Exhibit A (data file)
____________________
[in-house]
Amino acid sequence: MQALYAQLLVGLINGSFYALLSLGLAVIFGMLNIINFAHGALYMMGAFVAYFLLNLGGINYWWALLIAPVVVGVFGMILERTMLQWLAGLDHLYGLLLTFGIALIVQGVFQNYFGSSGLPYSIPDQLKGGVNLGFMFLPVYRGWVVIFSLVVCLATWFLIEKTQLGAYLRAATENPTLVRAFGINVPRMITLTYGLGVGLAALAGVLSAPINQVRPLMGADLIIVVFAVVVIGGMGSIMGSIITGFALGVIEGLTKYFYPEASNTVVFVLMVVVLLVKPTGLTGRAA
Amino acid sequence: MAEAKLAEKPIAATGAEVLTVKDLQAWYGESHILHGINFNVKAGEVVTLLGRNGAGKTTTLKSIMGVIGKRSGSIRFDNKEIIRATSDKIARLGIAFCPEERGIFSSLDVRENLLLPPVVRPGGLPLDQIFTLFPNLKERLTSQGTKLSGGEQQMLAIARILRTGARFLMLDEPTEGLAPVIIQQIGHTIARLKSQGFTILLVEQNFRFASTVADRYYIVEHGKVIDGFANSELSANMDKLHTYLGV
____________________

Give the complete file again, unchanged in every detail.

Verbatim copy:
[in-house]
Amino acid sequence: MQALYAQLLVGLINGSFYALLSLGLAVIFGMLNIINFAHGALYMMGAFVAYFLLNLGGINYWWALLIAPVVVGVFGMILERTMLQWLAGLDHLYGLLLTFGIALIVQGVFQNYFGSSGLPYSIPDQLKGGVNLGFMFLPVYRGWVVIFSLVVCLATWFLIEKTQLGAYLRAATENPTLVRAFGINVPRMITLTYGLGVGLAALAGVLSAPINQVRPLMGADLIIVVFAVVVIGGMGSIMGSIITGFALGVIEGLTKYFYPEASNTVVFVLMVVVLLVKPTGLTGRAA
Amino acid sequence: MAEAKLAEKPIAATGAEVLTVKDLQAWYGESHILHGINFNVKAGEVVTLLGRNGAGKTTTLKSIMGVIGKRSGSIRFDNKEIIRATSDKIARLGIAFCPEERGIFSSLDVRENLLLPPVVRPGGLPLDQIFTLFPNLKERLTSQGTKLSGGEQQMLAIARILRTGARFLMLDEPTEGLAPVIIQQIGHTIARLKSQGFTILLVEQNFRFASTVADRYYIVEHGKVIDGFANSELSANMDKLHTYLGV